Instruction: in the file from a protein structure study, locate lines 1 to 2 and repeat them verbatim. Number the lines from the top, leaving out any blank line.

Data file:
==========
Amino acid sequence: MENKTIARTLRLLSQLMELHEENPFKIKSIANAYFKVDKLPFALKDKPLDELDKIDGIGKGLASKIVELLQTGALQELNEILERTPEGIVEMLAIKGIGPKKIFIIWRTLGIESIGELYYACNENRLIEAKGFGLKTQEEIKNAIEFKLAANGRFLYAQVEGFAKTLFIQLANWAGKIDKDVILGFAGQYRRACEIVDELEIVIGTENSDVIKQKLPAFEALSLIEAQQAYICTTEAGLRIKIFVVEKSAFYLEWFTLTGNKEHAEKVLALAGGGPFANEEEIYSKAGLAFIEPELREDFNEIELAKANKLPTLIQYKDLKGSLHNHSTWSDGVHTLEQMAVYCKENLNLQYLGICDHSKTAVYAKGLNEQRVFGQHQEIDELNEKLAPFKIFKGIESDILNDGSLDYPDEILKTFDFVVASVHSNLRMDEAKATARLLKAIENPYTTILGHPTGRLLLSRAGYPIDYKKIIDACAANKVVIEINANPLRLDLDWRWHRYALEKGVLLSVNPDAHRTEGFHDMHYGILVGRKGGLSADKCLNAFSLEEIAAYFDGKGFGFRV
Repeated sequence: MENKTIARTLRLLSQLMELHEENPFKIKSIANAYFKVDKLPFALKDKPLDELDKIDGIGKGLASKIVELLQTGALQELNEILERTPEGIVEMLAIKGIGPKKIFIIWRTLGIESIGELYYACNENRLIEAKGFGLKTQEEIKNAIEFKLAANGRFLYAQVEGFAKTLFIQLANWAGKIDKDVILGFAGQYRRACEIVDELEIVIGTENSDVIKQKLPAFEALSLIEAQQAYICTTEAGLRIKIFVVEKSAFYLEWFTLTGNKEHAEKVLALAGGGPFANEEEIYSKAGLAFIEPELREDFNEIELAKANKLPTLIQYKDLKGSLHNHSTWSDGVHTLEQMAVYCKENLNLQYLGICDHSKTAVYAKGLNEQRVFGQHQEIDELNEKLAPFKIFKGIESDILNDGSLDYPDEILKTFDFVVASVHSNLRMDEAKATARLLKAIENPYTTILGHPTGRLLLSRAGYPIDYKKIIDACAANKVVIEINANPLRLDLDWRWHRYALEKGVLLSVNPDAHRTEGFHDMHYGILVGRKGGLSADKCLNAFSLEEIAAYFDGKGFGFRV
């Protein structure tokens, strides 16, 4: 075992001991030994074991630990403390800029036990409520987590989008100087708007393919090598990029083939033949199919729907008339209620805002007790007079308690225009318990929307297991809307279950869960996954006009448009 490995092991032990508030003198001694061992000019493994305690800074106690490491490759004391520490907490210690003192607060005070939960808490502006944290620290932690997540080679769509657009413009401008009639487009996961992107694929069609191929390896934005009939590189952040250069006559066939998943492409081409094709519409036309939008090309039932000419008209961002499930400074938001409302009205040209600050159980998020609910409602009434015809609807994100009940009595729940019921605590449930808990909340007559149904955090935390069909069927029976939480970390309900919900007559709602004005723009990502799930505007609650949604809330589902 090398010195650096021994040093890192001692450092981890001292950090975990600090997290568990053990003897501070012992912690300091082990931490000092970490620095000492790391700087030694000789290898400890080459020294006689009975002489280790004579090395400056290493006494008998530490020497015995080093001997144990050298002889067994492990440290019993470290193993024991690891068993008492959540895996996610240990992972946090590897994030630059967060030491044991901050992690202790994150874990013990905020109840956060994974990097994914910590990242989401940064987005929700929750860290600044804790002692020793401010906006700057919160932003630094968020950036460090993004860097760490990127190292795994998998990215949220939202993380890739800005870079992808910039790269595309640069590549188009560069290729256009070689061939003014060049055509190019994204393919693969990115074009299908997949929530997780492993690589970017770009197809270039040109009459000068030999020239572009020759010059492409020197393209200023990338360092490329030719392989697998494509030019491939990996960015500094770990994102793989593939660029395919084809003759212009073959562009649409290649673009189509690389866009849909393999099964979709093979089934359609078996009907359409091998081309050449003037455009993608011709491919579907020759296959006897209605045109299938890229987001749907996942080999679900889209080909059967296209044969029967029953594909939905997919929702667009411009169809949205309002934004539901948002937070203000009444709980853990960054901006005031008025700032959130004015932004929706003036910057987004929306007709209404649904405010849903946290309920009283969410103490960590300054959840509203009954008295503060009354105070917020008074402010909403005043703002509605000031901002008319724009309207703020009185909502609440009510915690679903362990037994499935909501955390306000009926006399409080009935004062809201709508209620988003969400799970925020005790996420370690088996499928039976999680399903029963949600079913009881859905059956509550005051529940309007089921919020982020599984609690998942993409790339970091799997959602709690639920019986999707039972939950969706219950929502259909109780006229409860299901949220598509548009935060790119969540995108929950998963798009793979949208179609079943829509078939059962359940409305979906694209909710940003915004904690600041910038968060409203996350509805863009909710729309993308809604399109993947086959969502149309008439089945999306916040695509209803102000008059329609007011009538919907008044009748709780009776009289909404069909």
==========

Amino acid sequence: MENKTIARTLRLLSQLMELHEENPFKIKSIANAYFKVDKLPFALKDKPLDELDKIDGIGKGLASKIVELLQTGALQELNEILERTPEGIVEMLAIKGIGPKKIFIIWRTLGIESIGELYYACNENRLIEAKGFGLKTQEEIKNAIEFKLAANGRFLYAQVEGFAKTLFIQLANWAGKIDKDVILGFAGQYRRACEIVDELEIVIGTENSDVIKQKLPAFEALSLIEAQQAYICTTEAGLRIKIFVVEKSAFYLEWFTLTGNKEHAEKVLALAGGGPFANEEEIYSKAGLAFIEPELREDFNEIELAKANKLPTLIQYKDLKGSLHNHSTWSDGVHTLEQMAVYCKENLNLQYLGICDHSKTAVYAKGLNEQRVFGQHQEIDELNEKLAPFKIFKGIESDILNDGSLDYPDEILKTFDFVVASVHSNLRMDEAKATARLLKAIENPYTTILGHPTGRLLLSRAGYPIDYKKIIDACAANKVVIEINANPLRLDLDWRWHRYALEKGVLLSVNPDAHRTEGFHDMHYGILVGRKGGLSADKCLNAFSLEEIAAYFDGKGFGFRV
Repeated sequence: MENKTIARTLRLLSQLMELHEENPFKIKSIANAYFKVDKLPFALKDKPLDELDKIDGIGKGLASKIVELLQTGALQELNEILERTPEGIVEMLAIKGIGPKKIFIIWRTLGIESIGELYYACNENRLIEAKGFGLKTQEEIKNAIEFKLAANGRFLYAQVEGFAKTLFIQLANWAGKIDKDVILGFAGQYRRACEIVDELEIVIGTENSDVIKQKLPAFEALSLIEAQQAYICTTEAGLRIKIFVVEKSAFYLEWFTLTGNKEHAEKVLALAGGGPFANEEEIYSKAGLAFIEPELREDFNEIELAKANKLPTLIQYKDLKGSLHNHSTWSDGVHTLEQMAVYCKENLNLQYLGICDHSKTAVYAKGLNEQRVFGQHQEIDELNEKLAPFKIFKGIESDILNDGSLDYPDEILKTFDFVVASVHSNLRMDEAKATARLLKAIENPYTTILGHPTGRLLLSRAGYPIDYKKIIDACAANKVVIEINANPLRLDLDWRWHRYALEKGVLLSVNPDAHRTEGFHDMHYGILVGRKGGLSADKCLNAFSLEEIAAYFDGKGFGFRV